The notion of public good has considerable bearing on the author’s intellectual frame as well as on the central theme of the work, which is the Caribbean Sea Economy with a ‘flying gees’ convergence, that pulls the 15 chapters in three parts of Crisis and Promise in the Caribbean. But the order of division of the book in three parts is a real test of the reader’s patience as the last part of the work addresses its central problem, ‘Caribbean Convergence: Integration Without Borders’, as Part III of the book reads. It is again the thick significance of public good that allows the author to advocate for mobilisation of the mass around the political parties that are idea-based and not ethnicity-based since the ethnic parties keep the public opinion caged within their own ethnic confinements or, in the author’s words, within their ‘enlightened self-interest’. The consequence is a ‘democracy’ without a competitive choice. Dookeran seamlessly knits this localised problématique of the value of political choice with the Caribbean ‘regional state’ (p. 180) through coalitional political unity (against ethnic confinements) that respects diversity and inclusiveness, and finally immerses his thesis of the Sea Economy into a post-colonial thinking of ‘irrelevance of smallness’ that has been making the rounds for few decades now.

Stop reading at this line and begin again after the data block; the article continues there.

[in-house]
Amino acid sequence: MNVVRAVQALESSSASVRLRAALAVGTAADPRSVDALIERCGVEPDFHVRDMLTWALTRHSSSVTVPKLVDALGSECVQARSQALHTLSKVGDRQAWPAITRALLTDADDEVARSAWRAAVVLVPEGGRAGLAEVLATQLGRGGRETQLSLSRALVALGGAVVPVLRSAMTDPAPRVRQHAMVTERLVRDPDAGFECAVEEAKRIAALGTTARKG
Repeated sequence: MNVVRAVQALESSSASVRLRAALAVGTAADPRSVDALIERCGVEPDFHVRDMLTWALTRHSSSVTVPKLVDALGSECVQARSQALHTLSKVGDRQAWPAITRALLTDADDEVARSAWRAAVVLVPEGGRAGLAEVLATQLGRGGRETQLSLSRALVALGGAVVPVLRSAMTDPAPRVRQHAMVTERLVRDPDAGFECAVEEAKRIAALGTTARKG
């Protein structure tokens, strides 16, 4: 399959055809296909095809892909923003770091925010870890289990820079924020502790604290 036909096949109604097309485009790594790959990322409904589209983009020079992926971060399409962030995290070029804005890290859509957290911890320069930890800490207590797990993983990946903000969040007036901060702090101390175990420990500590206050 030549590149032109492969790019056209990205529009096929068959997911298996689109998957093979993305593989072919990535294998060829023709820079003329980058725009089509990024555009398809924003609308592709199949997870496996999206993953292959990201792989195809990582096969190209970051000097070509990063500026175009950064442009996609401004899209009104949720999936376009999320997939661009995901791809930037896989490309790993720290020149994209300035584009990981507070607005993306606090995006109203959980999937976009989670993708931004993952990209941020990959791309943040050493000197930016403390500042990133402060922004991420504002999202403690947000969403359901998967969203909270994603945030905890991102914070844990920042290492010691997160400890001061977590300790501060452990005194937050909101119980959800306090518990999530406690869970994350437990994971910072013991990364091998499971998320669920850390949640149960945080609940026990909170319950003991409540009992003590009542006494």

The Caribbean small states have been perceived as problems and irritants in the international system. The Crisis and Promise in the Caribbean falls among the works that do not seem to accept such a partial wisdom of the international system. The frame of the book rather seems to throws up a challenge for a similar conceptualisation of the greater Caribbean from a security viewpoint by looking at the region as a ‘space of flows’, and not as a ‘space of area’, where the non-sovereign security and social actors have a say in the regional health of the Caribbean.
31 October 2017